Monday 23 December 2013

Two parks in Jubail

Having finished at Sebkhet al Fasl in the early afternoon, Bernard Bracken and I moved on to the two parks in northern Jubail. One is called Deffi Park and the other Andalous Park. They are right next to each other and create a large green footprint on the area.

Deffi Park seems to be undergoing some sort of landscaping work at the moment so most of our time was spent in Andalous Park.

One of the first sights on our arrival looked a bit strange. There were three whimbrel nonchalantly walking on an area of lawn.

two whimbrel

The parks are only about 2 kilometres inland so shore birds can always be potential visitors.

three whimbrel

Something else that looked a bit strange to me were the white-eared bulbul.  

white eared bulbul

There were at least two obvious differences between these birds and the ones seen in the Riyadh area.  They look like the naturally occurring sub species Mesopotamia found in Iraq and Kuwait.  This sub species has much yellower eyes and a bigger ear patch.

Whereas the ones in Riyadh, Tabuk, Wadi Dawasir, Sakaka and other areas in central and central western Saudi Arabia look like the Indian sub species leucotis. The bird is believed to have been introduced in these places.

What I am saying about the sub species is contrary to what several databases say on the internet but I am confident I am right! I don't believe the introduced birds are Mesopotamia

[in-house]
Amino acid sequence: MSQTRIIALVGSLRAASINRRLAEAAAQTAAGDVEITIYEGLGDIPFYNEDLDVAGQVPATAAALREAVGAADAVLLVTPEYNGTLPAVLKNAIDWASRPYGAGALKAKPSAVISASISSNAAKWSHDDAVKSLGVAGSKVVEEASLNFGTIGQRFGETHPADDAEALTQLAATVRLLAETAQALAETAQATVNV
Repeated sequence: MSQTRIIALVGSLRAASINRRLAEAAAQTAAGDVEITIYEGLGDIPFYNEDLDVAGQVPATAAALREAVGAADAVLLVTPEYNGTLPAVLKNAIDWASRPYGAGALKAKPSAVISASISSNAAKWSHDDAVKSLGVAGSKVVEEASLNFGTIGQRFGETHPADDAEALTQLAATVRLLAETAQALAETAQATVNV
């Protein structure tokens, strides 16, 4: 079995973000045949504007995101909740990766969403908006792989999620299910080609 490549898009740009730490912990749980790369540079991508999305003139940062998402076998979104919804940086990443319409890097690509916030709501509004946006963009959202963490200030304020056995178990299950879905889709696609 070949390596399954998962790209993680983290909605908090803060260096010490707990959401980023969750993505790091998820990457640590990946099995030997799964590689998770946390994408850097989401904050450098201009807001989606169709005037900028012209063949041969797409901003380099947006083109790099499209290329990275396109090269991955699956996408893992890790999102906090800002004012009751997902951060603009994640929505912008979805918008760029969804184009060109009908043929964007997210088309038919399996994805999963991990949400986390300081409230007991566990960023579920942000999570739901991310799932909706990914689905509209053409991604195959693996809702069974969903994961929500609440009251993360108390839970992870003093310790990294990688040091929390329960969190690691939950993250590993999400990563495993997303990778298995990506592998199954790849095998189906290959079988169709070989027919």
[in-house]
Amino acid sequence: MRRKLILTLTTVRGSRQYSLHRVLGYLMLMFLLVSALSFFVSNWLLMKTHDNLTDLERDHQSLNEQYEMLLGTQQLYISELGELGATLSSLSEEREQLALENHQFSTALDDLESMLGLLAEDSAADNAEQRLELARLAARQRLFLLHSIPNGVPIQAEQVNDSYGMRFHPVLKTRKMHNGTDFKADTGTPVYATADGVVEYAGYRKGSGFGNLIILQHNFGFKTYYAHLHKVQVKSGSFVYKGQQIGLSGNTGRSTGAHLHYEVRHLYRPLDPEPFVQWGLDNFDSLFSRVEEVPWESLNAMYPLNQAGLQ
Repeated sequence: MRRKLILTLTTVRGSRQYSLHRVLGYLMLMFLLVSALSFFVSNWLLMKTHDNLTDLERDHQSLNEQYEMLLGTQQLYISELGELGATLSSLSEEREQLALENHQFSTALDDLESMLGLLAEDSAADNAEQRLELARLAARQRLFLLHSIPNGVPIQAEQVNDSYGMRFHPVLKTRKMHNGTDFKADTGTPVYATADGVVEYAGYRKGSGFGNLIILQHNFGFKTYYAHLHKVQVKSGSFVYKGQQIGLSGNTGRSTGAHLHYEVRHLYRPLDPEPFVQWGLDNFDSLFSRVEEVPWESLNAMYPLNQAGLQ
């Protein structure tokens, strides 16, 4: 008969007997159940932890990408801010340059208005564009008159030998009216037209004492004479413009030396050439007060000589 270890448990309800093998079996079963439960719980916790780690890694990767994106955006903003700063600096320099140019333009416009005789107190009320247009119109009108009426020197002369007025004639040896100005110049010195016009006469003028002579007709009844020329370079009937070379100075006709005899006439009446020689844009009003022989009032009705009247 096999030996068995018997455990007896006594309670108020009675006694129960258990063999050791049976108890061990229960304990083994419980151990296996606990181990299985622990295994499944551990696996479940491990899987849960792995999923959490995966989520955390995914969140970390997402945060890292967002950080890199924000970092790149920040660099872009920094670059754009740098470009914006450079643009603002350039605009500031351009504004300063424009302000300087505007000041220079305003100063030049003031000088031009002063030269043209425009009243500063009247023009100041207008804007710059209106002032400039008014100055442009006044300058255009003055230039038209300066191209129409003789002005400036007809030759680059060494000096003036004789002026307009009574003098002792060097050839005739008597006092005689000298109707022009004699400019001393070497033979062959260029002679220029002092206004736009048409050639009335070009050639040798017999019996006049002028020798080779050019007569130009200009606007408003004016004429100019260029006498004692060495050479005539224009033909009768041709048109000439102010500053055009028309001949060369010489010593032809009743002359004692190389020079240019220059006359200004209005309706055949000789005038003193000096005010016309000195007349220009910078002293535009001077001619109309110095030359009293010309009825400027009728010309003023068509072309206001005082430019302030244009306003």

Common myna is another bird which has escaped or been introduced into parts of Saudi Arabia. The parks in Jubail had them too.

common myna

The birds on the grassy areas included house sparrow but also two other species in large numbers.

white wagtail

White wagtail were very common. When I visited Deffi Park last winter I saw many water pipit on the grass. They were there again this time.

water pipit

They were more than 250 metres from the nearest water!

a single water pipit

Deffi Park has a reputation for being a good place to find rare finches and thrushes escaping the northern winter though I have never seen a chaffinch, bramling, linnet, robin or blackbird there. And I tried really hard to find one.

song thrush

We did however find a song thrush. This is the first one I have seen in eastern province though I keep seeing them down the west side of the country.

Daurian shrike

As at Sebkhet Al Fasl there were wintering Daurian shrike in the parks. This bird was easy to identify. The total lack of contrast between undersides and upper parts, and an almost lack of a supercilium makes it a Daurian shrike rather than a Turkestan shrike.


A hoopoe put on a display for us.

intermediate morph western reef heron

There was some water at Andalous Park which went round the boundary of the park. There was not a water pipit to be seen there. However we saw several western reef heron including representatives of all three morphs: intermediate, dark and pale. 

pale morph western reef heron

All in all the parks were interesting and always worth a visit if you are in the Jubail area. Next time though I do wonder if the strips of parkland on the near-by corniche would be worth a visit too. Perhaps the northern finches and thrushes are better found there?

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